People buy a lottery ticket thinking they might win enough to cover their cup of coffee, they don't scratch away expecting to hit the jackpot.
That was much the same for Gresham, Oregon-area baseball umpire Jason Smith when he joined many others in hopes of getting the golden ticket to work Little League's showcase event — the World Series in Williamsport, Pennsylvania.
“I felt like I'd get my name in line and maybe eventually, I would get it,” Smith said.
Eventually was a short wait.
Smith found out that he was one of 16 umpires selected for the 2016 World Series.
“I know a lot of quality umpires, who are waiting for their shot — this is definitely a once in a lifetime thing,” Smith said.
Smith has been volunteering with Little League for more than 25 years — the last 15 spent specifically as an umpire. Twice he has called games at the West Regionals in San Bernardino, California for baseball (2011) and for softball (2016). Regionals are an exciting stage of the playoffs with the winner moving onto the LLWS, but also an intense time of learning and evaluation for the officials.
“It's impossible not to walk away from that a better umpire,” Smith said.
He watches the LLWS on television each summer, but this will be his first trip to Williamsport in person.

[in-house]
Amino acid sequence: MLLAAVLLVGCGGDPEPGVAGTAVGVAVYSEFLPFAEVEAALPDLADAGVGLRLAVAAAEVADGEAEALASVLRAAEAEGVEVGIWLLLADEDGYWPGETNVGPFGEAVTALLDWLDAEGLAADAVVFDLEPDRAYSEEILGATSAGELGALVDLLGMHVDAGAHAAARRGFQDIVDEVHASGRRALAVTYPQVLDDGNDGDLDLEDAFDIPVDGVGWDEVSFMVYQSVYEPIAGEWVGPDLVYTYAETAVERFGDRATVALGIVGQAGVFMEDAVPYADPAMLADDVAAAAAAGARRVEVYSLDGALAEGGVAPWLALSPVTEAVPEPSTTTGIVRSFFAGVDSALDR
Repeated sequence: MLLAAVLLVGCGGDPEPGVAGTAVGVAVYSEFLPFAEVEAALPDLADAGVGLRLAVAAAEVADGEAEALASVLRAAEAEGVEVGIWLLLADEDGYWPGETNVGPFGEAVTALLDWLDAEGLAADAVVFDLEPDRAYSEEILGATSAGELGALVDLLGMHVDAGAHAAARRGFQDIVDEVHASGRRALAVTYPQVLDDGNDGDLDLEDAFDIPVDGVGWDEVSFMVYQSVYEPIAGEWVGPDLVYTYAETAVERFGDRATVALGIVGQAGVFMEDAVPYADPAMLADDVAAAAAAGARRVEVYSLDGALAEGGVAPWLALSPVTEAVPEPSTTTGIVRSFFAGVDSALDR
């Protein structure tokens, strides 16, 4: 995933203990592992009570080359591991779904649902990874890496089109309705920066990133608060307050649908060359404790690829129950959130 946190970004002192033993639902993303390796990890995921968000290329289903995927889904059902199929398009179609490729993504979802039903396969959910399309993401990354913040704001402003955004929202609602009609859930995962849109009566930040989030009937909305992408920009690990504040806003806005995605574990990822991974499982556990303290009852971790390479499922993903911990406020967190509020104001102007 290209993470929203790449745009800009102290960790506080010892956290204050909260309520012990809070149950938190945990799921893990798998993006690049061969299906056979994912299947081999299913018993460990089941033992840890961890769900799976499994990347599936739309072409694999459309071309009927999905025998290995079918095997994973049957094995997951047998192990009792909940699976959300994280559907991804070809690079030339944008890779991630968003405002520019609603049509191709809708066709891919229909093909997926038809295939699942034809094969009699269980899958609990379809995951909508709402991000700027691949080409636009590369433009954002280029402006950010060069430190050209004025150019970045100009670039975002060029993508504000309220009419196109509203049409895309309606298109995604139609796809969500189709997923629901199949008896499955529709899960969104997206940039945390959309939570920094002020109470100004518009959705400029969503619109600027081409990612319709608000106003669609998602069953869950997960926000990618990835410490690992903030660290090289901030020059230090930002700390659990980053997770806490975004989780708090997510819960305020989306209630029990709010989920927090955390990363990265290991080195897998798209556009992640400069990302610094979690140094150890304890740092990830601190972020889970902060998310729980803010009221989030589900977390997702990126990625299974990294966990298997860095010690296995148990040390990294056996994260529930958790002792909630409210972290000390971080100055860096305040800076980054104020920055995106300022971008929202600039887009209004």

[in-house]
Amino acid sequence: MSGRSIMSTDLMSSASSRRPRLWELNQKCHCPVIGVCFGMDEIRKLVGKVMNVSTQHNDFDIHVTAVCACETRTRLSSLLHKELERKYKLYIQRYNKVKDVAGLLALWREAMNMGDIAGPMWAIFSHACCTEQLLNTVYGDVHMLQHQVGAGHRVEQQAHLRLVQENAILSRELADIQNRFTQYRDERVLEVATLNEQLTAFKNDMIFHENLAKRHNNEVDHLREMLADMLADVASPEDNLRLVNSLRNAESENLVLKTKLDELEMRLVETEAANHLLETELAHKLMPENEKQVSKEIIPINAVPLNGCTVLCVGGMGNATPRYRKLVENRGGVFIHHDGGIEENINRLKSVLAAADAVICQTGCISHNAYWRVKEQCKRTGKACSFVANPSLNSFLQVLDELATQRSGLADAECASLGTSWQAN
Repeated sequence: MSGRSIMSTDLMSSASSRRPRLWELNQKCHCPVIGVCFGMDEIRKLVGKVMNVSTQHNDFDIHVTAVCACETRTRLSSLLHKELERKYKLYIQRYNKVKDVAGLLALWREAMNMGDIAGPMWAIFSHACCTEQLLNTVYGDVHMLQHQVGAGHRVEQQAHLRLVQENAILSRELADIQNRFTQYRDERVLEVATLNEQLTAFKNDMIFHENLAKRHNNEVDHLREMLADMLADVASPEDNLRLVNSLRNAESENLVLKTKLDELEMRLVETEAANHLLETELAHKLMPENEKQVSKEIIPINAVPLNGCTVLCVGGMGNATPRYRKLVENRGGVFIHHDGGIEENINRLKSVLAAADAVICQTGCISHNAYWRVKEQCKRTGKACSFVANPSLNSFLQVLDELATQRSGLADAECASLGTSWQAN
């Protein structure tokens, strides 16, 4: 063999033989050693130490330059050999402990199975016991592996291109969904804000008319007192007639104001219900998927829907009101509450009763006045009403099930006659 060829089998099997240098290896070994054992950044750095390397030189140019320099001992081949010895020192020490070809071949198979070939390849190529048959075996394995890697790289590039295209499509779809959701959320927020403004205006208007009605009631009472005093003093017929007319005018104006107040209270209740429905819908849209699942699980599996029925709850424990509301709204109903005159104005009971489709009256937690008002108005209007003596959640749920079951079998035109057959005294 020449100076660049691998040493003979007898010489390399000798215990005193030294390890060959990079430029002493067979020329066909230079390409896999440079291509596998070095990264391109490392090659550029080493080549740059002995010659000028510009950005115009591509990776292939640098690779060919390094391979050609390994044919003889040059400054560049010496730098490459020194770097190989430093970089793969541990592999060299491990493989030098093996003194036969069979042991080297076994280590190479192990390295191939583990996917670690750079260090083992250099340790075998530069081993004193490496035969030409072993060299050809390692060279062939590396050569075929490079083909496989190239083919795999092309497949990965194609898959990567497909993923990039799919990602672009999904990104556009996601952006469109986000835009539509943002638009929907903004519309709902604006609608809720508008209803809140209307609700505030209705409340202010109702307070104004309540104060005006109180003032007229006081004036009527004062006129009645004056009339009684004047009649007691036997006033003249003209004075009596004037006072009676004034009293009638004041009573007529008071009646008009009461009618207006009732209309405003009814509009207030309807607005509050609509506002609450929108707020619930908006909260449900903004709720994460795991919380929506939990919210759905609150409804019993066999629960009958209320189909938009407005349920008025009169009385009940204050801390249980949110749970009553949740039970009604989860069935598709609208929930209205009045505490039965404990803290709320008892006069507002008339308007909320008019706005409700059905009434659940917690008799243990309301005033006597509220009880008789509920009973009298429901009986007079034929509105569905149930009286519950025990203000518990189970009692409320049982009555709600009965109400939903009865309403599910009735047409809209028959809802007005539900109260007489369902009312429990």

“We've always talked about going, so we're going to make it a family trip,” Smith said. “The opportunity to meet so many Little Leaguers and to see teams from all over the world — that's where the excitement is for me.”
When he's not volunteering behind home plate, Smith works as a mechanic keeping school buses in working order.
Another Gresham-area umpire, Brad Parker, got his first call to work the Little League Softball West Regionals in Missoula, Montana.
“It's all about the kids — this is a bonus for the umpires,” Parker said. “I've never been to Montana, so I'm looking forward to the trip and to seeing some pretty good softball.”
The Little League program relies on volunteers and its top-flight officials attend various umpiring clinics to become eligible for the league's all-star tournaments.
“We're in our rulebook year around,” Parker said. “It takes a lot of attention to detail and you have to be in physical shape — doing 300 squats a game is tiring.”
So what is the toughest call he has had to make in his decade behind the plate?
“Catcher's interference is something you don't see a lot, probably twice in my career, but when you see an obscure rule like that play out there's a light that switches on,” Parker said. “You know the rule when you see it.”